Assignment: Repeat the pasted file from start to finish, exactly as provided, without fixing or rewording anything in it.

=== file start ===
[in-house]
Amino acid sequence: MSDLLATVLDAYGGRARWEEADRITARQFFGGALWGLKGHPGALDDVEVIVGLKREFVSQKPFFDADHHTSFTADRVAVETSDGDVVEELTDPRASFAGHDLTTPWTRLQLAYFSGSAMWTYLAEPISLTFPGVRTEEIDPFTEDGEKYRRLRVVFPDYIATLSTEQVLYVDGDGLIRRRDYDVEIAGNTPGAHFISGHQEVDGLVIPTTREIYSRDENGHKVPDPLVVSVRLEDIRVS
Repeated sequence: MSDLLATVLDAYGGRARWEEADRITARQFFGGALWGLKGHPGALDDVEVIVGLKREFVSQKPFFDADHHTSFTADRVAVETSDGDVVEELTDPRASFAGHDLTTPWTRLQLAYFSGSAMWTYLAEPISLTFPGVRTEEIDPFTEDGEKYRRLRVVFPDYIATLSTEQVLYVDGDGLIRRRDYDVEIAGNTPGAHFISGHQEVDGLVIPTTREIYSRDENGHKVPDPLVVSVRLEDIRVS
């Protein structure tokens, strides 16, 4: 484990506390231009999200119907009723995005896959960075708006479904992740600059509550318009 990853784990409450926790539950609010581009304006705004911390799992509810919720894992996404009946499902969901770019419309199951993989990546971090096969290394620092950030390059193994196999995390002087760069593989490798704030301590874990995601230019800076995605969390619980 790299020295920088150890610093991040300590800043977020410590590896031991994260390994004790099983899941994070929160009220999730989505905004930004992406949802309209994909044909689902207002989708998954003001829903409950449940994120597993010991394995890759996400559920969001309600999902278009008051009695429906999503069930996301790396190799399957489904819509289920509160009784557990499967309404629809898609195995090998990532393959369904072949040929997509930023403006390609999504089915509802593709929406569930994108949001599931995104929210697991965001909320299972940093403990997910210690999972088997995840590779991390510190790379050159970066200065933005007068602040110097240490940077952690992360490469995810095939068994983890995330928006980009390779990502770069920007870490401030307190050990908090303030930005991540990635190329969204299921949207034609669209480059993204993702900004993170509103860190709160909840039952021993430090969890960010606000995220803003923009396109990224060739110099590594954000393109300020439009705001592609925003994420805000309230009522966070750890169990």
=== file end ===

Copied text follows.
[in-house]
Amino acid sequence: MSDLLATVLDAYGGRARWEEADRITARQFFGGALWGLKGHPGALDDVEVIVGLKREFVSQKPFFDADHHTSFTADRVAVETSDGDVVEELTDPRASFAGHDLTTPWTRLQLAYFSGSAMWTYLAEPISLTFPGVRTEEIDPFTEDGEKYRRLRVVFPDYIATLSTEQVLYVDGDGLIRRRDYDVEIAGNTPGAHFISGHQEVDGLVIPTTREIYSRDENGHKVPDPLVVSVRLEDIRVS
Repeated sequence: MSDLLATVLDAYGGRARWEEADRITARQFFGGALWGLKGHPGALDDVEVIVGLKREFVSQKPFFDADHHTSFTADRVAVETSDGDVVEELTDPRASFAGHDLTTPWTRLQLAYFSGSAMWTYLAEPISLTFPGVRTEEIDPFTEDGEKYRRLRVVFPDYIATLSTEQVLYVDGDGLIRRRDYDVEIAGNTPGAHFISGHQEVDGLVIPTTREIYSRDENGHKVPDPLVVSVRLEDIRVS
């Protein structure tokens, strides 16, 4: 484990506390231009999200119907009723995005896959960075708006479904992740600059509550318009 990853784990409450926790539950609010581009304006705004911390799992509810919720894992996404009946499902969901770019419309199951993989990546971090096969290394620092950030390059193994196999995390002087760069593989490798704030301590874990995601230019800076995605969390619980 790299020295920088150890610093991040300590800043977020410590590896031991994260390994004790099983899941994070929160009220999730989505905004930004992406949802309209994909044909689902207002989708998954003001829903409950449940994120597993010991394995890759996400559920969001309600999902278009008051009695429906999503069930996301790396190799399957489904819509289920509160009784557990499967309404629809898609195995090998990532393959369904072949040929997509930023403006390609999504089915509802593709929406569930994108949001599931995104929210697991965001909320299972940093403990997910210690999972088997995840590779991390510190790379050159970066200065933005007068602040110097240490940077952690992360490469995810095939068994983890995330928006980009390779990502770069920007870490401030307190050990908090303030930005991540990635190329969204299921949207034609669209480059993204993702900004993170509103860190709160909840039952021993430090969890960010606000995220803003923009396109990224060739110099590594954000393109300020439009705001592609925003994420805000309230009522966070750890169990």